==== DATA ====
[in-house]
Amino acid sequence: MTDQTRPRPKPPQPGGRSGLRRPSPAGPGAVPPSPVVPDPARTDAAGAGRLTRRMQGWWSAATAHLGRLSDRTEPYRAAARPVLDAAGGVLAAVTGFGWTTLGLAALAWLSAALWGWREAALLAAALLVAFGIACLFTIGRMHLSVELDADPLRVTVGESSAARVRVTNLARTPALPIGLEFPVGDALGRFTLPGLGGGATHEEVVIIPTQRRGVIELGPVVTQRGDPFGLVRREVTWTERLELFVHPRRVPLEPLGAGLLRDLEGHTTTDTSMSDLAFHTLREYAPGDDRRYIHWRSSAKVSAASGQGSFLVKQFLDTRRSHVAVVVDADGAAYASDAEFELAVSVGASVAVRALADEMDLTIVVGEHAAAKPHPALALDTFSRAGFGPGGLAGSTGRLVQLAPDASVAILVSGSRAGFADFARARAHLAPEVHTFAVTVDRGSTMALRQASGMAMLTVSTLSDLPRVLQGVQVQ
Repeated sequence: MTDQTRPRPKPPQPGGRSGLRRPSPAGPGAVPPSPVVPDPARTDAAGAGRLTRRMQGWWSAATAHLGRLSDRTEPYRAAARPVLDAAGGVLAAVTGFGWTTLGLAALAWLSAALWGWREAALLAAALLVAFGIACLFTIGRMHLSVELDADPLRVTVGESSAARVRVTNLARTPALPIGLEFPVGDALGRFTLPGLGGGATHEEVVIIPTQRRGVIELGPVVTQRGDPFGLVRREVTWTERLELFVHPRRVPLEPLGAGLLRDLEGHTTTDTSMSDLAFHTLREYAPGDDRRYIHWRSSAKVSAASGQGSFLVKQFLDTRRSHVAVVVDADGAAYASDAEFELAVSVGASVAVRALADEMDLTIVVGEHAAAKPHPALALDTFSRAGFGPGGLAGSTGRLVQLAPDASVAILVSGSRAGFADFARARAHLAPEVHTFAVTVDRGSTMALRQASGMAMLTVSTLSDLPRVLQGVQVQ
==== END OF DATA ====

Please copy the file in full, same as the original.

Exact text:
[in-house]
Amino acid sequence: MTDQTRPRPKPPQPGGRSGLRRPSPAGPGAVPPSPVVPDPARTDAAGAGRLTRRMQGWWSAATAHLGRLSDRTEPYRAAARPVLDAAGGVLAAVTGFGWTTLGLAALAWLSAALWGWREAALLAAALLVAFGIACLFTIGRMHLSVELDADPLRVTVGESSAARVRVTNLARTPALPIGLEFPVGDALGRFTLPGLGGGATHEEVVIIPTQRRGVIELGPVVTQRGDPFGLVRREVTWTERLELFVHPRRVPLEPLGAGLLRDLEGHTTTDTSMSDLAFHTLREYAPGDDRRYIHWRSSAKVSAASGQGSFLVKQFLDTRRSHVAVVVDADGAAYASDAEFELAVSVGASVAVRALADEMDLTIVVGEHAAAKPHPALALDTFSRAGFGPGGLAGSTGRLVQLAPDASVAILVSGSRAGFADFARARAHLAPEVHTFAVTVDRGSTMALRQASGMAMLTVSTLSDLPRVLQGVQVQ
Repeated sequence: MTDQTRPRPKPPQPGGRSGLRRPSPAGPGAVPPSPVVPDPARTDAAGAGRLTRRMQGWWSAATAHLGRLSDRTEPYRAAARPVLDAAGGVLAAVTGFGWTTLGLAALAWLSAALWGWREAALLAAALLVAFGIACLFTIGRMHLSVELDADPLRVTVGESSAARVRVTNLARTPALPIGLEFPVGDALGRFTLPGLGGGATHEEVVIIPTQRRGVIELGPVVTQRGDPFGLVRREVTWTERLELFVHPRRVPLEPLGAGLLRDLEGHTTTDTSMSDLAFHTLREYAPGDDRRYIHWRSSAKVSAASGQGSFLVKQFLDTRRSHVAVVVDADGAAYASDAEFELAVSVGASVAVRALADEMDLTIVVGEHAAAKPHPALALDTFSRAGFGPGGLAGSTGRLVQLAPDASVAILVSGSRAGFADFARARAHLAPEVHTFAVTVDRGSTMALRQASGMAMLTVSTLSDLPRVLQGVQVQ